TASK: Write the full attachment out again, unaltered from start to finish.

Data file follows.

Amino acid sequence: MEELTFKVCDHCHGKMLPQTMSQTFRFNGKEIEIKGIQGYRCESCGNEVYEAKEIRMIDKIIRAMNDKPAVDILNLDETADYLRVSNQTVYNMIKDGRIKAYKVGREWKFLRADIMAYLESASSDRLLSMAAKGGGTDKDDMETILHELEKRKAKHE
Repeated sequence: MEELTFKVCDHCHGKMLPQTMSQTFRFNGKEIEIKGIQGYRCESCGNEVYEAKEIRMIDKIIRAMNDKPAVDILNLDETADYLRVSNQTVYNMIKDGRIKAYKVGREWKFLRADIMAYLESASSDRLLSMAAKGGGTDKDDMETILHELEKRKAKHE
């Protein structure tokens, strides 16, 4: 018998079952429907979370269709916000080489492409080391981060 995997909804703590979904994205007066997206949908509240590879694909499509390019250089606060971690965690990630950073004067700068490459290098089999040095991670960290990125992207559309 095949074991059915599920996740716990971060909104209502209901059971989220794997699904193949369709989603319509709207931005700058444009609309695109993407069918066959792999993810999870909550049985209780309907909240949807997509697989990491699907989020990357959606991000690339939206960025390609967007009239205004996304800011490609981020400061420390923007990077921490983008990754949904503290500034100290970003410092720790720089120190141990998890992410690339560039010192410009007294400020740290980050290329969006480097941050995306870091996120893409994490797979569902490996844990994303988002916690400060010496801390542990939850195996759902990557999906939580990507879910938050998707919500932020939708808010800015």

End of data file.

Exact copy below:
Amino acid sequence: MEELTFKVCDHCHGKMLPQTMSQTFRFNGKEIEIKGIQGYRCESCGNEVYEAKEIRMIDKIIRAMNDKPAVDILNLDETADYLRVSNQTVYNMIKDGRIKAYKVGREWKFLRADIMAYLESASSDRLLSMAAKGGGTDKDDMETILHELEKRKAKHE
Repeated sequence: MEELTFKVCDHCHGKMLPQTMSQTFRFNGKEIEIKGIQGYRCESCGNEVYEAKEIRMIDKIIRAMNDKPAVDILNLDETADYLRVSNQTVYNMIKDGRIKAYKVGREWKFLRADIMAYLESASSDRLLSMAAKGGGTDKDDMETILHELEKRKAKHE
């Protein structure tokens, strides 16, 4: 018998079952429907979370269709916000080489492409080391981060 995997909804703590979904994205007066997206949908509240590879694909499509390019250089606060971690965690990630950073004067700068490459290098089999040095991670960290990125992207559309 095949074991059915599920996740716990971060909104209502209901059971989220794997699904193949369709989603319509709207931005700058444009609309695109993407069918066959792999993810999870909550049985209780309907909240949807997509697989990491699907989020990357959606991000690339939206960025390609967007009239205004996304800011490609981020400061420390923007990077921490983008990754949904503290500034100290970003410092720790720089120190141990998890992410690339560039010192410009007294400020740290980050290329969006480097941050995306870091996120893409994490797979569902490996844990994303988002916690400060010496801390542990939850195996759902990557999906939580990507879910938050998707919500932020939708808010800015």